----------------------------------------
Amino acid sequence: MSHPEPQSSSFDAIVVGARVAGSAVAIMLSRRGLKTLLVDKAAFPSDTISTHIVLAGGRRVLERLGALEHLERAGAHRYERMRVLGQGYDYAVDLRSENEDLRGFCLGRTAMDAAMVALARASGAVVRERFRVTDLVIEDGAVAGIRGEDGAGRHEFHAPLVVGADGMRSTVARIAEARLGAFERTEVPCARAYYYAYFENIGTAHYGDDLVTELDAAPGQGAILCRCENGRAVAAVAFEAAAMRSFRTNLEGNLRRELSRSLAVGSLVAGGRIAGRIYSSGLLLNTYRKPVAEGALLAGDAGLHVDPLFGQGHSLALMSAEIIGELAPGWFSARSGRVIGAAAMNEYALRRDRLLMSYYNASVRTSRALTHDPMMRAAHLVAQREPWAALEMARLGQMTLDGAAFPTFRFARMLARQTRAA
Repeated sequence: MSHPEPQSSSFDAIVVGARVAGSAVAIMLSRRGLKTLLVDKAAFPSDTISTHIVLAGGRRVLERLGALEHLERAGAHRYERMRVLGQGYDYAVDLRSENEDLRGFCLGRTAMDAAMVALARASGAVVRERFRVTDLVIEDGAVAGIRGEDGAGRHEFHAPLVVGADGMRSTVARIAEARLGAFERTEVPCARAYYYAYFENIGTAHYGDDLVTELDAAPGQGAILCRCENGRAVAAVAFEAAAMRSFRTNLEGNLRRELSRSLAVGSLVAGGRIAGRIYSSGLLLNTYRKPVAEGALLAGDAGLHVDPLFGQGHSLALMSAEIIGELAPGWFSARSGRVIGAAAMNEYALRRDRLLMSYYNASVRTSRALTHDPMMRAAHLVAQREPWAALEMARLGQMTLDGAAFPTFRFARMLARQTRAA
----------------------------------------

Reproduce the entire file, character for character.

Amino acid sequence: MSHPEPQSSSFDAIVVGARVAGSAVAIMLSRRGLKTLLVDKAAFPSDTISTHIVLAGGRRVLERLGALEHLERAGAHRYERMRVLGQGYDYAVDLRSENEDLRGFCLGRTAMDAAMVALARASGAVVRERFRVTDLVIEDGAVAGIRGEDGAGRHEFHAPLVVGADGMRSTVARIAEARLGAFERTEVPCARAYYYAYFENIGTAHYGDDLVTELDAAPGQGAILCRCENGRAVAAVAFEAAAMRSFRTNLEGNLRRELSRSLAVGSLVAGGRIAGRIYSSGLLLNTYRKPVAEGALLAGDAGLHVDPLFGQGHSLALMSAEIIGELAPGWFSARSGRVIGAAAMNEYALRRDRLLMSYYNASVRTSRALTHDPMMRAAHLVAQREPWAALEMARLGQMTLDGAAFPTFRFARMLARQTRAA
Repeated sequence: MSHPEPQSSSFDAIVVGARVAGSAVAIMLSRRGLKTLLVDKAAFPSDTISTHIVLAGGRRVLERLGALEHLERAGAHRYERMRVLGQGYDYAVDLRSENEDLRGFCLGRTAMDAAMVALARASGAVVRERFRVTDLVIEDGAVAGIRGEDGAGRHEFHAPLVVGADGMRSTVARIAEARLGAFERTEVPCARAYYYAYFENIGTAHYGDDLVTELDAAPGQGAILCRCENGRAVAAVAFEAAAMRSFRTNLEGNLRRELSRSLAVGSLVAGGRIAGRIYSSGLLLNTYRKPVAEGALLAGDAGLHVDPLFGQGHSLALMSAEIIGELAPGWFSARSGRVIGAAAMNEYALRRDRLLMSYYNASVRTSRALTHDPMMRAAHLVAQREPWAALEMARLGQMTLDGAAFPTFRFARMLARQTRAA